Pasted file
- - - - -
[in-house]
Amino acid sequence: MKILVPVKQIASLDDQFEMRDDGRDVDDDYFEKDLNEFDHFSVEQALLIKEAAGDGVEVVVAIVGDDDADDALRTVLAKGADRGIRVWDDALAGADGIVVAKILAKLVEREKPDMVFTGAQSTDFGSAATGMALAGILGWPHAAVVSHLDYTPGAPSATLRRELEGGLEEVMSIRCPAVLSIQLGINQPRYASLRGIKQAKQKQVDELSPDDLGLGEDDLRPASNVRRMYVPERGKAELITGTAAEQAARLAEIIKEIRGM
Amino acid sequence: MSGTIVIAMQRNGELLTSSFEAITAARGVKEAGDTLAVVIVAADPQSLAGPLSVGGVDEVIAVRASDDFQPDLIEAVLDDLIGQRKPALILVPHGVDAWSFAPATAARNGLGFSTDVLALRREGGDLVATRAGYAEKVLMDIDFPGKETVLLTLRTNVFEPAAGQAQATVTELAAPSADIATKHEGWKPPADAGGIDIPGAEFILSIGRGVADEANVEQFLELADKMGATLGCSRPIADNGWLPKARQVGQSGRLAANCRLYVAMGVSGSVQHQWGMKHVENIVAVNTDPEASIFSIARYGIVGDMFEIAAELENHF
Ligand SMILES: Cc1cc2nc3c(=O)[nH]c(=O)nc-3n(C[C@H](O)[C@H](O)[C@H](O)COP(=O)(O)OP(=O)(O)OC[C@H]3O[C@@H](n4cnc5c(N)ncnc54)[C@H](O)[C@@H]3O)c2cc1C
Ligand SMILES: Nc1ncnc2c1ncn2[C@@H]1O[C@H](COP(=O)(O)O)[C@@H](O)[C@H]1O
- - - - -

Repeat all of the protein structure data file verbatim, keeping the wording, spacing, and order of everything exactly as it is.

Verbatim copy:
[in-house]
Amino acid sequence: MKILVPVKQIASLDDQFEMRDDGRDVDDDYFEKDLNEFDHFSVEQALLIKEAAGDGVEVVVAIVGDDDADDALRTVLAKGADRGIRVWDDALAGADGIVVAKILAKLVEREKPDMVFTGAQSTDFGSAATGMALAGILGWPHAAVVSHLDYTPGAPSATLRRELEGGLEEVMSIRCPAVLSIQLGINQPRYASLRGIKQAKQKQVDELSPDDLGLGEDDLRPASNVRRMYVPERGKAELITGTAAEQAARLAEIIKEIRGM
Amino acid sequence: MSGTIVIAMQRNGELLTSSFEAITAARGVKEAGDTLAVVIVAADPQSLAGPLSVGGVDEVIAVRASDDFQPDLIEAVLDDLIGQRKPALILVPHGVDAWSFAPATAARNGLGFSTDVLALRREGGDLVATRAGYAEKVLMDIDFPGKETVLLTLRTNVFEPAAGQAQATVTELAAPSADIATKHEGWKPPADAGGIDIPGAEFILSIGRGVADEANVEQFLELADKMGATLGCSRPIADNGWLPKARQVGQSGRLAANCRLYVAMGVSGSVQHQWGMKHVENIVAVNTDPEASIFSIARYGIVGDMFEIAAELENHF
Ligand SMILES: Cc1cc2nc3c(=O)[nH]c(=O)nc-3n(C[C@H](O)[C@H](O)[C@H](O)COP(=O)(O)OP(=O)(O)OC[C@H]3O[C@@H](n4cnc5c(N)ncnc54)[C@H](O)[C@@H]3O)c2cc1C
Ligand SMILES: Nc1ncnc2c1ncn2[C@@H]1O[C@H](COP(=O)(O)O)[C@@H](O)[C@H]1O